Sefton’s attempts at managing disposal of rainwater are disastrous. Whenever it rains we all know that there is a pattern of road gullies which block, flooding roads and making the highway impassable for pedestrians crossing the roads.
The roundabout on College Road/Mersey Road, the busy junction at Warren Road/Blundellsands Road West, the subway near Blundellsands & Crosby, are all prone to flooding yet this Council has ignored the problem. A collapsed road gully and footpath on Hall Road East, near the station, has remained unattended for several months. Nobody in this Council seems to care.
We all know that eventually the floods will subside but meanwhile parents walking their children to school, or the elderly trying to cross the road to post a letter, are having to wade through water or take wide detours into the path of motor vehicles.
Perhaps part of the responsibility rests with United Utilities. If so, why does this Council not hold them to account? Why is there not a programme published showing United Utilities planned investment in our infrastructure. Contractors regularly appear to carry out camera surveys along Mersey Road and along Blundellsands Road East and West but what have they found? Driving along Hall Road East is like a roller-coaster. What plans are being prepared to rectify the problem? Why are we, the local residents, not being kept informed?
Much of the sewer system in Sefton dates from Victorian times and was not designed to modern-day standards. The collapse of many of the sewers is now showing in the road surface as potholes and subsidence appears with increased regularity. Just look at Mersey Road, Hall Road East, Blundellsands Road East and the roundabout at Bridge Road/Warren Road.
There has been some investment in a new sewer along Burbo Bank Road and pumping chambers on the shore-line near the Leisure Centre on Mariners Road and Blundellsands Road West but this is not enough to address the problems further upstream.
But how much of the problem could be solved by Sefton Council’s maintenance regime? Are the road gullies no longer being cleansed?, Are the gutters not being swept of fallen leaves?
Residents too can play their part by reporting blocked gullies when they first appear but should also be discouraged from using leaf-blowers to blow leaves from their own gardens onto the highway.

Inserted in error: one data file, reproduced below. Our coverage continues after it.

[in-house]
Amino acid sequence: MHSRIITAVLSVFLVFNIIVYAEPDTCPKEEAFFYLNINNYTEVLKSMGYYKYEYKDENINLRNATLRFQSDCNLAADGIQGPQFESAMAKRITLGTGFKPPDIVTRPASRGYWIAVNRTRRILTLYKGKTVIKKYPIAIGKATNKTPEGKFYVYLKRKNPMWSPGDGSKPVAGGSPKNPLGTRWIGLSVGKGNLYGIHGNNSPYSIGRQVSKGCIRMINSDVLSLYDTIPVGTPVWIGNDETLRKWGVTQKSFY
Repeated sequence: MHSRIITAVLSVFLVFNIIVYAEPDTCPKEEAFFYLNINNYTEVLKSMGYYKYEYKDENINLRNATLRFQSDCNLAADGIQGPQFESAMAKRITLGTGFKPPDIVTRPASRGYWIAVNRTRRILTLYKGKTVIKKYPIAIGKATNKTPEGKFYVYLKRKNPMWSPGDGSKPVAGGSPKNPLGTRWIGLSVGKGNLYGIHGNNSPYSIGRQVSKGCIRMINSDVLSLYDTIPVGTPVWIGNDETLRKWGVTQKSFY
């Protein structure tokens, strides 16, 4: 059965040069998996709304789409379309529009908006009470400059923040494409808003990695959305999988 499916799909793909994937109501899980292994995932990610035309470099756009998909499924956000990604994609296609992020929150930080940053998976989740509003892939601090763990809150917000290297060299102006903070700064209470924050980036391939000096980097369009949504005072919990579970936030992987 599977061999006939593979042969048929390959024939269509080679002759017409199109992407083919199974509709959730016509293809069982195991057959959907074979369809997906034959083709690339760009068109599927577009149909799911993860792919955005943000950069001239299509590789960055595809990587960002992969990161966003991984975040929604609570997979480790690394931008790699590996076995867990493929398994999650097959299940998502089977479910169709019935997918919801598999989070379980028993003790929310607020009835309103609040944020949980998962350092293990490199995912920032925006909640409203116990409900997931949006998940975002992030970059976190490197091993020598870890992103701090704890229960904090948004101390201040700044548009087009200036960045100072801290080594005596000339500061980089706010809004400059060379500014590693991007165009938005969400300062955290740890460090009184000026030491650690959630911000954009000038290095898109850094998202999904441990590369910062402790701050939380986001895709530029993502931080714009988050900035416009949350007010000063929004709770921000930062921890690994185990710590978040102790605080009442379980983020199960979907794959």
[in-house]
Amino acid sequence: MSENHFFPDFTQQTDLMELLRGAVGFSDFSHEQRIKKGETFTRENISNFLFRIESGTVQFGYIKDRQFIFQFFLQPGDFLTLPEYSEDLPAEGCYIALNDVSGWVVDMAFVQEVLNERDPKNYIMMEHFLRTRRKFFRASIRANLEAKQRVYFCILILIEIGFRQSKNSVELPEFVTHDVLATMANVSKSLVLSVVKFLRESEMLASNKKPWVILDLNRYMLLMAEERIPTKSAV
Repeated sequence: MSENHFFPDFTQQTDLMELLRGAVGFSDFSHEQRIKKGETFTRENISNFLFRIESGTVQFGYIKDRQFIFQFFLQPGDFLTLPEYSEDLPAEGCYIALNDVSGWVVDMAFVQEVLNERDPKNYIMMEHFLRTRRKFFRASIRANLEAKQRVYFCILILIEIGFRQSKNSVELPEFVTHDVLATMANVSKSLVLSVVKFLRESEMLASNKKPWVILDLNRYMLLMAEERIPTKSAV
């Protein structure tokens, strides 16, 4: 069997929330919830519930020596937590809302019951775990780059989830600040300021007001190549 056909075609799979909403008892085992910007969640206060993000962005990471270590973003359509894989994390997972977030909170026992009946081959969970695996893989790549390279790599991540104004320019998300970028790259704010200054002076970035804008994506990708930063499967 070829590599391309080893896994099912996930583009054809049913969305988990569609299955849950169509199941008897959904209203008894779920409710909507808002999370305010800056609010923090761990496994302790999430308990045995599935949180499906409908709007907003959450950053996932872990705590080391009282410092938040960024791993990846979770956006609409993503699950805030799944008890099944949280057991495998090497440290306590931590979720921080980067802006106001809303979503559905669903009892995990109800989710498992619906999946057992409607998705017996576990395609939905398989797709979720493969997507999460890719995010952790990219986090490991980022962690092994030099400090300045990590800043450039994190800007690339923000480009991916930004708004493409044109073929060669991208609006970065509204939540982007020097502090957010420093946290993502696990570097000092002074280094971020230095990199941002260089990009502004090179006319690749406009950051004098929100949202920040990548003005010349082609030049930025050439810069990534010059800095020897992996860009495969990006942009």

We all know that there are challenges for this Council in balancing the revenue and maintenance budget. However, skimping on highway maintenance is a false economy, leading to more costly solutions in the future.
And what about this Council’s housing strategy which has identified numerous agricultural sites for housebuilding? Just look at the situation at Lydiate Lane and Runnels Lane where the old-established sewerage system cannot cope with the additional influx of rainwater from the roads, houses and car parking areas. The same situation prevails in Formby where unrestrained housing development has been permitted to take place on agricultural land and within the designated flood plain.
What we need is:
- A published list of problem sites where flooding regularly occurs, drawn up in conjunction with Ward Councillors who should be familiar with their locality.
- A programme from United Utilities publicising their proposed works in the short, medium and long-term to replace the aged sewer infrastructure within Sefton.
- The Council to hold United Utilities to account in rectifying blocked and broken sewers.
- Urgent action, with a defined timescale, for Sefton Council’s maintenance team to carry out emergency unblocking of road gullies on key routes.
- Any new housing or business development proposals must explain how it will impact on the capacity of the public sewer system further downstream.
- A regular programme of maintenance by Sefton Council in sweeping the gutters and cleansing and jetting the road gullies.